Definitions

from The American Heritage® Dictionary of the English Language, 4th Edition

  • n. One that sinks, as a weight used for sinking fishing lines or nets.
  • n. Slang A doughnut.
  • n. Baseball A sinkerball.

from Wiktionary, Creative Commons Attribution/Share-Alike License

  • n. A weight used in fishing to cause the line or net to sink
  • n. Any of several high speed pitches that have a downward motion near the plate; a two-seam fastball, a split-finger fastball, or a forkball
  • n. Sinker nail, used for framing in current construction.
  • n. A doughnut; a biscuit.

from the GNU version of the Collaborative International Dictionary of English

  • n. A weight on something, as on a fish line, to sink it.
  • n. In knitting machines, one of the thin plates, blades, or other devices, that depress the loops upon or between the needles.

from The Century Dictionary and Cyclopedia

  • n. One who or that which sinks or causes to sink. Particularly
  • n. In knitting-machines, stocking-frames, etc., one of several flat pieces of metal attached to the jacks, and also to the sinker-bar, and serving to form loops in the thread between the needles. See jack, 11 , sinker-bar, and knitting-machine.
  • n. A cesspool.
  • n. A hollow sinker containing shot, that may be adjusted to any required weight.
  • n. A sinker with spiral rings, which can be put on and taken off the line without disturbing the hook or bait.
  • n. Same as dead-head, 4.
  • n. A heavy dumpling or doughnut; a dough-sinker; a dough-boy.
  • n. A (silver) dollar.
  • n. See the extract.

from WordNet 3.0 Copyright 2006 by Princeton University. All rights reserved.

  • n. a weight that sinks (as to hold nets or fishing lines under water)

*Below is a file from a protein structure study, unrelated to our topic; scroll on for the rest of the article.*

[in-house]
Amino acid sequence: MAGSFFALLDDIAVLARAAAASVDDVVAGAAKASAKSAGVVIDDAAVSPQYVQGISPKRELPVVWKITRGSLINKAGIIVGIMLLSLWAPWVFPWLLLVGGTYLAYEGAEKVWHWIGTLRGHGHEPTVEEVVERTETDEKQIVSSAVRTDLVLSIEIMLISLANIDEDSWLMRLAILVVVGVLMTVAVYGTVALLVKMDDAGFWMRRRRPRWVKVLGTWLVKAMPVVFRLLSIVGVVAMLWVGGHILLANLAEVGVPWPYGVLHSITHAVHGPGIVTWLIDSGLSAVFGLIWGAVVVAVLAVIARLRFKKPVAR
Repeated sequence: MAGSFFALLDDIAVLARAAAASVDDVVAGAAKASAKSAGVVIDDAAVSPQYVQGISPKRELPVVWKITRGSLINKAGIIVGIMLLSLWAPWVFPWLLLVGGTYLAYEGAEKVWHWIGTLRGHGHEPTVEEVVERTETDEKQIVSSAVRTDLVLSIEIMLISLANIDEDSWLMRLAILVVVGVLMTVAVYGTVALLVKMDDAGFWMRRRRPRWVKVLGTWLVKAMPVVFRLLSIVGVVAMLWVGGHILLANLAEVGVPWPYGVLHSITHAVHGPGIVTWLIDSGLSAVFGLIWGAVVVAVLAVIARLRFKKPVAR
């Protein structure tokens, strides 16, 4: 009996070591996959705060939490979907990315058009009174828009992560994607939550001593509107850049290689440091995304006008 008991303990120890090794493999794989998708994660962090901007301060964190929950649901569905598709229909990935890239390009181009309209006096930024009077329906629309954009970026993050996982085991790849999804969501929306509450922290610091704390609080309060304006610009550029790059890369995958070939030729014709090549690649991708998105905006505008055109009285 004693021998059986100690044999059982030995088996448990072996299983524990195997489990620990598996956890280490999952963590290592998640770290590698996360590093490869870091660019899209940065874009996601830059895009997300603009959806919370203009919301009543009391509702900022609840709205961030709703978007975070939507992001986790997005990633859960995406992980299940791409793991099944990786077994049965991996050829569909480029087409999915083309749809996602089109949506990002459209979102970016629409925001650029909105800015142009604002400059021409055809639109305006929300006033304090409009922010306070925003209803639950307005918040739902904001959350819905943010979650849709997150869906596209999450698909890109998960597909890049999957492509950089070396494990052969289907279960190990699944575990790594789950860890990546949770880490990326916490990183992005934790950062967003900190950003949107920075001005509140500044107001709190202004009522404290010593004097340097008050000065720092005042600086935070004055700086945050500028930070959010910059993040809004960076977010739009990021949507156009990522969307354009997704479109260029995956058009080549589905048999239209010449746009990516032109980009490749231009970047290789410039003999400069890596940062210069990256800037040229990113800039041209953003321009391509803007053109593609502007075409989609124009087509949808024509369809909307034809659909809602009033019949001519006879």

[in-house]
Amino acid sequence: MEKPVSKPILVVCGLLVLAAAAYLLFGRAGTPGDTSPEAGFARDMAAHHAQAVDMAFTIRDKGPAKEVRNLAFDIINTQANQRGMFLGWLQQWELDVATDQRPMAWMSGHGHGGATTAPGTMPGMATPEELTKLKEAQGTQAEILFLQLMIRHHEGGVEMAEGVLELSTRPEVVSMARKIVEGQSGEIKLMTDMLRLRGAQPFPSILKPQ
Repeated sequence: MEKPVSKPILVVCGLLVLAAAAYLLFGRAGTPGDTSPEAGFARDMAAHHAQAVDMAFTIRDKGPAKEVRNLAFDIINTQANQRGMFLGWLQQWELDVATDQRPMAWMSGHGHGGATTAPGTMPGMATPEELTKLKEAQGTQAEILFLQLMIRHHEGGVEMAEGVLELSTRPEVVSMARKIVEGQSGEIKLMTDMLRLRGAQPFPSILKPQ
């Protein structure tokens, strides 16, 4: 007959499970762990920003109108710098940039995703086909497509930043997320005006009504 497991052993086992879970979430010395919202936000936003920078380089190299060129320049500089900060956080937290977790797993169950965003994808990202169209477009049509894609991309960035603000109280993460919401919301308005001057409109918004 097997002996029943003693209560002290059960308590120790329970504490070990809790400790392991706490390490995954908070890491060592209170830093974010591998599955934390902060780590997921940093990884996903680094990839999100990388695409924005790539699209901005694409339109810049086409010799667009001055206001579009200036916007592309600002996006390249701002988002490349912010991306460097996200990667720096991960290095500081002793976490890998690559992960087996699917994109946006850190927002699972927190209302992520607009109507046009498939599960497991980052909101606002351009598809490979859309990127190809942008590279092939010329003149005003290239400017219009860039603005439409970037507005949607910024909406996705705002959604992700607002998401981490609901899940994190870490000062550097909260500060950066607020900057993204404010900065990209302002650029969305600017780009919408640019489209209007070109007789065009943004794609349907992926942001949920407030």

• n. a small ring-shaped friedcake
  • n. a pitch that curves downward rapidly as it approaches the plate

Etymologies

to sink + -er. (Wiktionary)

Examples

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Comments

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  • I think that any item whose significant property in a given context is to sink can be subsumed in the general definition of "sinker;" but I am pleased to call attention to a very funny Dave Barry column from years ago that colorfully documents one such specific instance. It seems that engineers designing toilets that can effectively flush solids fashion objects out of various substances to produce both "sinkers" and "floaters" with which to test their designs. You might say that they concoct a mock turd soup.

    July 26, 2014

  • "Sixty or seventy years ago the breakfast of Cornish apprentice lads on a farm was invariably sky-blue and sinkers. Into a three-legged crock fixed over a brisk fire of furze, and turf, was poured a quantity of water. While this was coming to the boil some Barley-flour was mixed in a basin with scalded milk, and the same was emptied into the water in the crock, and allowed to boil for a minute or two. Next it was poured into basins containing sops of Barley bread. These sops sank to the bottom, nothing being visible but the liquid mess, sky-blue in colour, and therefore called in its entirety "sky-blue and sinkers," being eaten with an iron spoon. As the price of wheat was in those days nearly double that of Barley, wheaten bread was a delicacy which the working classes could but rarely afford themselves: their ordinary bread, and their pasties, were made of Barley-flour."
    - W.T. Fernie, 'Meals Medicinal', 1905.
    Read more: http://chestofbooks.com/health/nutrition/Medicinal-Meals/Barley.html#.U9MkmWNMCiA#ixzz38XipGwrI

    July 26, 2014

  • A fishing weight, a doughnut, a baseball pitch, a cesspool. You pick.

    October 26, 2011